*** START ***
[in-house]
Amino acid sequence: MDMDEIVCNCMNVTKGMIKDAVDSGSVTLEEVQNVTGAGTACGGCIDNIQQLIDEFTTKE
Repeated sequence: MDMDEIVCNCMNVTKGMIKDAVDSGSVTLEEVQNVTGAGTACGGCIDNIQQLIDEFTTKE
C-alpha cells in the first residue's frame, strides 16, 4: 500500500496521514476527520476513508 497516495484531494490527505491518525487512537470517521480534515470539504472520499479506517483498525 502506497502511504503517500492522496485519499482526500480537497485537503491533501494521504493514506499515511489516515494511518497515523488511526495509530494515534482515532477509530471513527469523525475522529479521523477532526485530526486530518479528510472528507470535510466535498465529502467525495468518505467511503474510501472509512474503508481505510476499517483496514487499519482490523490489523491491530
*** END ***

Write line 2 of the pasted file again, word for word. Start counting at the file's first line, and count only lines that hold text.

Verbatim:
Amino acid sequence: MDMDEIVCNCMNVTKGMIKDAVDSGSVTLEEVQNVTGAGTACGGCIDNIQQLIDEFTTKE